By Murray MacAdam
The “radical, revolutionary” message of Jesus can sustain us when the signs of the times can cause us to lose hope, said Thea Prescod, the keynote speaker at the diocese’s annual Outreach Conference, held Oct. 19 at Havergal College in Toronto. More than 100 Anglicans from across the diocese attended the event, which featured a range of workshops and an opening prayer by Bishop Andrew Asbil.
Ms. Prescod, a street nurse and member of Toronto’s Sanctuary community, confessed that when she learned the theme of the conference was “Church as a Centre of Resistance and Hope,” she was tempted to withdraw as keynote speaker since she experienced Christ in this way, but not the Church. “Christ has been my source of resistance and hope,” she said.
Yet upon reflection, she realized that “justice work is real Church work.” She cited the courageous witness of Stephen in the Book of Acts as an example of a faith-filled person doing the work of Christ.
Ms. Prescod’s work with marginalized people is extremely challenging. Eighteen people helped by Sanctuary have died this year, including a friend of Ms. Prescod who was murdered only three days before the conference. Yet she has also seen people who had stopped breathing after drug overdoses come back to life. “I experienced Lazarus,” she said.
She says she could not have survived 17 years of work among marginalized people without prayer from a supportive parish.
If it seems like one’s church community is not responding to local justice issues strongly enough, the solution is to find new allies within the congregation, she said. For example, a pharmacist could be asked to give Naloxone training as a response to the opioid crisis (Naloxone is a medication used to counter the effects of opioid overdose).
Workshops at the conference covered a wide range of issues. In a workshop on rural and small-town outreach, Patricia Sinnott outlined how dogged perseverance and collaboration with community partners enabled parishes in the Port Hope-Grafton area to win approval and funding for a 27-unit affordable housing project through an organization they founded called Community Housing Northumberland. Now the group has set its sights on building a 54-unit building in Port Hope. The need for affordable housing is urgent, with a scant 0.3 percent vacancy rate in Northumberland County.
The key to success, said Ms. Sinnott, has been to keep pushing despite setbacks along the way. “You have to have faith. It’s all about finding connections, about talking and partnerships.” Prayer support is important as well. St George, Grafton has a circle of prayer whose members pray each week for the needs of the community.
Three conference workshops dealt with environmental concerns. A workshop on how to respond to grief over environmental harm noted that some couples are choosing not to have children due to deep pessimism about the impacts of climate change. Elizabeth Kubler-Ross’s famous book, On Death and Dying, was cited as a resource that can help people come to grips with the death of the world as we’ve known it.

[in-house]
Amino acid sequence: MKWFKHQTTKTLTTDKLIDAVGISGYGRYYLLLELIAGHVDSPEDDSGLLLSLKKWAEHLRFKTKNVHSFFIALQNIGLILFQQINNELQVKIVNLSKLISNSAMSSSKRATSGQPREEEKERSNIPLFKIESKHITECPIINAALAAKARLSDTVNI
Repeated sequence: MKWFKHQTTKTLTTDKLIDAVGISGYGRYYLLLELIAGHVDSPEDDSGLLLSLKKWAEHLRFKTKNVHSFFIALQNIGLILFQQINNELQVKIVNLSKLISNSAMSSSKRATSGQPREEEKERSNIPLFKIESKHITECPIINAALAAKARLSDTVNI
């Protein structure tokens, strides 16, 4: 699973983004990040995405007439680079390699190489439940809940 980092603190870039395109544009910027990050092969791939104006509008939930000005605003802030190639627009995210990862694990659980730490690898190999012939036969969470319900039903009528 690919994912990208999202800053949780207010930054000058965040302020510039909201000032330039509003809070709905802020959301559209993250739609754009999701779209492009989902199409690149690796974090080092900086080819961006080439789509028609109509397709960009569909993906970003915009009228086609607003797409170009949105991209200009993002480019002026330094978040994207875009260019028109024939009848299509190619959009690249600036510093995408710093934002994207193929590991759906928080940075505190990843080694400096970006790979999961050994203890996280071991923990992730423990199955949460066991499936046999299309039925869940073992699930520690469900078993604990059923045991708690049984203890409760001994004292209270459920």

A worship and educational series called Season of Creation has sparked activity at Toronto’s Church of the Redeemer, Bloor St. Sunday worship services have opened with people processing into the church carrying beautiful silk panels depicting images from creation. The series has also featured presentations, discussions, a concert and a film on the global fashion industry’s environmental impact, resulting from a new parishioner’s fashion industry experience. “We are rich in resources,” said workshop leader Grant Jahnke.
The Rev. Christian Harvey, deacon at St. John the Evangelist, Peterborough and founder of Warming Room Community Ministries in that city, told a workshop on homelessness how we need to embrace the awkwardness of relationships with people very different from ourselves, such as homeless people. After the local homeless shelter closed, St. John’s allowed some homeless people to camp on church property during the summer and encouraged parishioners to get to know homeless people and work with them on their needs. We need to truly listen to people on the margins of society, then amplify their voices, said Mr. Harvey. “As Anglican churches, we’re so worried about the system not taking us seriously,” he said. “The gift of losing our relationship to power means we can be bold and prophetic.”
The thorny issue of racism in Canada came to the fore in a workshop called Turning Tables: Anger, Injustice and Solidarity. Participants discussed the blackface incident with Prime Minister Justin Trudeau, and a powerful article called “Why I hate being a black man.” Author Orville Douglas noted, “There is so much negativity and criminal suspicion associated with being a black male in Toronto.” A survey found that one in four Canadians were victims of racism in 2017.
A workshop led by and for youth looked at how to teach discipleship and the role of young people in justice and advocacy work. There’s a lot more to God than just going to church.
In a closing summary, Mr. Harvey noted that Anglicans focus much of their energy on ways to keep parishes from dying. Yet the message of the cross is that life comes after death. “The body of Christ is not going to die with us,” he said. “We’re called to courage, to take a stand. How do we pick up the cross?”
Murray MacAdam is a freelance writer.
Anglican Journal Website, October 23, 2019